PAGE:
Jackson County Fire District No. 3 officials are hopeful a strategic planning process will guide the growing district through the next three to five years.

Jackson County Fire District No. 3 officials are hopeful a strategic planning process will guide the growing district through the next three to five years.

Fire Chief Dan Petersen said the process will determine whether and where new stations might be needed, whether some existing stations should be eliminated or downsized, and whether other changes are needed to the district of 167 square miles.

"This plan is, basically, an analysis of our strengths, weaknesses, opportunities and threats," Petersen said.

District 3 provides fire protection to 48,000 residents with fully manned stations in Central Point, White City and Eagle Point, and volunteer stations in Gold Hill, Shady Cove and Sams Valley.

Petersen said the district hopes to evaluate resources and needs in a way that would boost response times and deal with growth.

A rate increase is not among the list of suggestions being considered, he said.

"I think that the public is generous enough with what they're contributing to the district," he said.

"At this point, we're just really looking at our best service delivery within that constraint. We might explore the idea of certain capital projects where we might look for additional money, but unless the public says we really want this, I'm going to assume they've given us the money so now we need to manage it properly and give the best service possible."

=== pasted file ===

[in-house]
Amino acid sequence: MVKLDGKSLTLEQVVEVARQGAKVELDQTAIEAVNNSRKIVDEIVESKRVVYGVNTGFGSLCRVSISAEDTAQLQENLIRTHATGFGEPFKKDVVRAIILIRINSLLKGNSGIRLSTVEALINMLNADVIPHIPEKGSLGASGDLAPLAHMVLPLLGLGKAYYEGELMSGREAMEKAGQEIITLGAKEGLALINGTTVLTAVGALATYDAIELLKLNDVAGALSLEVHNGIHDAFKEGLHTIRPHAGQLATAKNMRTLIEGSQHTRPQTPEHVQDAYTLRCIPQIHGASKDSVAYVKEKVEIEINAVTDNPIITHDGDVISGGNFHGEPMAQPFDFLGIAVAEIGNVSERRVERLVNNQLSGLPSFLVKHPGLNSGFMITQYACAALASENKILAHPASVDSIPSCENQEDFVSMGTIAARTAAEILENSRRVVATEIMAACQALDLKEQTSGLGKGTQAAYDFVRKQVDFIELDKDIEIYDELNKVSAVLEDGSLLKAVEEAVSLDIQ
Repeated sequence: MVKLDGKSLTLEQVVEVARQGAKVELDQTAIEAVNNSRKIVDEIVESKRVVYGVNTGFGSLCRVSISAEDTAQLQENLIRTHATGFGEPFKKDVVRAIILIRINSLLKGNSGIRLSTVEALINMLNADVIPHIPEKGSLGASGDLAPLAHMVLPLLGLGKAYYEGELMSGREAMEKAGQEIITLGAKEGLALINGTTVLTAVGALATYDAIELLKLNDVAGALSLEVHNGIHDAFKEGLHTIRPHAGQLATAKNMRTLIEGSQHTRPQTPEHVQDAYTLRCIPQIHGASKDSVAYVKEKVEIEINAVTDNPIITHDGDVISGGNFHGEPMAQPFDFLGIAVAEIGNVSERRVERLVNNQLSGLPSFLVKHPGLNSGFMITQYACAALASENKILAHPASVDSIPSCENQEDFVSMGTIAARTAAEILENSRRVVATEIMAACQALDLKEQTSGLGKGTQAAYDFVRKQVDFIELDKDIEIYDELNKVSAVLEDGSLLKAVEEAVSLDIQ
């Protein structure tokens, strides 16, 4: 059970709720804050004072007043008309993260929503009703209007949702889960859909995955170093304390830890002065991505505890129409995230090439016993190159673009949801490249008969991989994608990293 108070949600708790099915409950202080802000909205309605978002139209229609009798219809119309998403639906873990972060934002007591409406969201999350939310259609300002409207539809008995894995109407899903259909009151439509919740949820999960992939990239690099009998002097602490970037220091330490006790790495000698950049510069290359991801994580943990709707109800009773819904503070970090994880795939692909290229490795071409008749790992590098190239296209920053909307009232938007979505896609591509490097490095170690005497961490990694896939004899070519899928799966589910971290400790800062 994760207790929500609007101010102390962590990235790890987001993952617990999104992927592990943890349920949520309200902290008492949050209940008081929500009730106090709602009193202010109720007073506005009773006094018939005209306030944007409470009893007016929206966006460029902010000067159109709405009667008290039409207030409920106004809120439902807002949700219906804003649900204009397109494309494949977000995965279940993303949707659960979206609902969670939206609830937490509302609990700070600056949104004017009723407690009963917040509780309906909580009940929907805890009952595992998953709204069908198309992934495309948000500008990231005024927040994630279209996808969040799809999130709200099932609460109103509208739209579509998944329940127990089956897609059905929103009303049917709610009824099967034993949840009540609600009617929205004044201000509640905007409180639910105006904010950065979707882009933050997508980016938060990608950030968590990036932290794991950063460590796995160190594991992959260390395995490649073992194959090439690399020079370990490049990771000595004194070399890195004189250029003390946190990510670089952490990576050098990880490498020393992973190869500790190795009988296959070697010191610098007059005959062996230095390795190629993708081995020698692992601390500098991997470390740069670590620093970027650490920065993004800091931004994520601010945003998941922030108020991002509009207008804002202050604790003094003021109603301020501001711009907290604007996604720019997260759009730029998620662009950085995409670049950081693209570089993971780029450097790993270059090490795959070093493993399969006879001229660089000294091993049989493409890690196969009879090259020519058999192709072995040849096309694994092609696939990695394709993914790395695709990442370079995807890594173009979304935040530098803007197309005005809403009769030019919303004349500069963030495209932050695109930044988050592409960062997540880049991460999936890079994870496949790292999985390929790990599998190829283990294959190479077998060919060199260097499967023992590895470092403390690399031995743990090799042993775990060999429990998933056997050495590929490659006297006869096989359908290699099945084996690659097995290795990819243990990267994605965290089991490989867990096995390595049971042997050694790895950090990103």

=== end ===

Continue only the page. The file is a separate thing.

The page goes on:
Petersen said the district hopes to boost response times in rural areas and address population shifts in other areas.

"Nine minutes is average (response time) and we're getting a lot of calls in rural areas that are hitting 13 and 14 minutes," he said. He attributed the longer response times to increased traffic in urban areas and decreased volunteer staff in outlying areas.

"There are more training requirements on volunteers than there were 20 or 30 years ago, so we're seeing a big decrease in the number of community volunteers," he said.

"Part of our future goals could involve a reemphasis of recruitment in rural communities."

Options to increasing coverage could include staffing an existing volunteer station in Gold Hill; building a station on Table Rock Road; and building a station at one of two sites along Blackwell Road, Petersen said.

Overall, Petersen said the focus of the strategic planning process is to communicate with customers. The district held a series of meetings in November with government officials and business owners within its service area.

"This is the first time the district has asked the community for input," he said.

"One of my targets when I came over to the district was that I wanted to make sure we had dialogue more with the community."

Central Point City Administrator Phil Messina said the city appreciated being included in the process.

"Chief Petersen has been attending City Council meetings from time to time and briefing the city of fire district business. This is the first time in many, many years that that's occurred."

"Chief Petersen has really done a lot to reach out and reconnect the city and the fire district."

The final plan is expected by January or February.

Buffy Pollock is a freelance writer living in Medford. E-mail her at buffyp76@yahoo.com.